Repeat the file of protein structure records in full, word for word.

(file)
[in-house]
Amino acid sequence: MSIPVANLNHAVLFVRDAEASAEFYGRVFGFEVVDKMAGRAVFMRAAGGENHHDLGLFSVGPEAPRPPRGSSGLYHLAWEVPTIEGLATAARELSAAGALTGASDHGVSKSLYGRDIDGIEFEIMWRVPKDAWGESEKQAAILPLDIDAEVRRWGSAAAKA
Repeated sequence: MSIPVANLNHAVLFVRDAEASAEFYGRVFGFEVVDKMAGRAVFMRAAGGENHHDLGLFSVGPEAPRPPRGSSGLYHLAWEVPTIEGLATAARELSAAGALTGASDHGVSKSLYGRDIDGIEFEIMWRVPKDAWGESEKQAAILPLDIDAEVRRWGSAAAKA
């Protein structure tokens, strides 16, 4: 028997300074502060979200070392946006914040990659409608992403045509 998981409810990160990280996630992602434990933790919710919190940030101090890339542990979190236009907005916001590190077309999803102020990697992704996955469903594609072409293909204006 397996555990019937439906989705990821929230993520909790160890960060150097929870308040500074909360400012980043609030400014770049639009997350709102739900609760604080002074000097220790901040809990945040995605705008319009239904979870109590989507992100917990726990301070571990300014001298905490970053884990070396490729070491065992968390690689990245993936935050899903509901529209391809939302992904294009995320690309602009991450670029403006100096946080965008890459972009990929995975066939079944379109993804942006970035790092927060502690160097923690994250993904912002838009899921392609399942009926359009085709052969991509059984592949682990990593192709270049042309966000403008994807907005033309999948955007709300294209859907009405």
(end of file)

[in-house]
Amino acid sequence: MSIPVANLNHAVLFVRDAEASAEFYGRVFGFEVVDKMAGRAVFMRAAGGENHHDLGLFSVGPEAPRPPRGSSGLYHLAWEVPTIEGLATAARELSAAGALTGASDHGVSKSLYGRDIDGIEFEIMWRVPKDAWGESEKQAAILPLDIDAEVRRWGSAAAKA
Repeated sequence: MSIPVANLNHAVLFVRDAEASAEFYGRVFGFEVVDKMAGRAVFMRAAGGENHHDLGLFSVGPEAPRPPRGSSGLYHLAWEVPTIEGLATAARELSAAGALTGASDHGVSKSLYGRDIDGIEFEIMWRVPKDAWGESEKQAAILPLDIDAEVRRWGSAAAKA
């Protein structure tokens, strides 16, 4: 028997300074502060979200070392946006914040990659409608992403045509 998981409810990160990280996630992602434990933790919710919190940030101090890339542990979190236009907005916001590190077309999803102020990697992704996955469903594609072409293909204006 397996555990019937439906989705990821929230993520909790160890960060150097929870308040500074909360400012980043609030400014770049639009997350709102739900609760604080002074000097220790901040809990945040995605705008319009239904979870109590989507992100917990726990301070571990300014001298905490970053884990070396490729070491065992968390690689990245993936935050899903509901529209391809939302992904294009995320690309602009991450670029403006100096946080965008890459972009990929995975066939079944379109993804942006970035790092927060502690160097923690994250993904912002838009899921392609399942009926359009085709052969991509059984592949682990990593192709270049042309966000403008994807907005033309999948955007709300294209859907009405």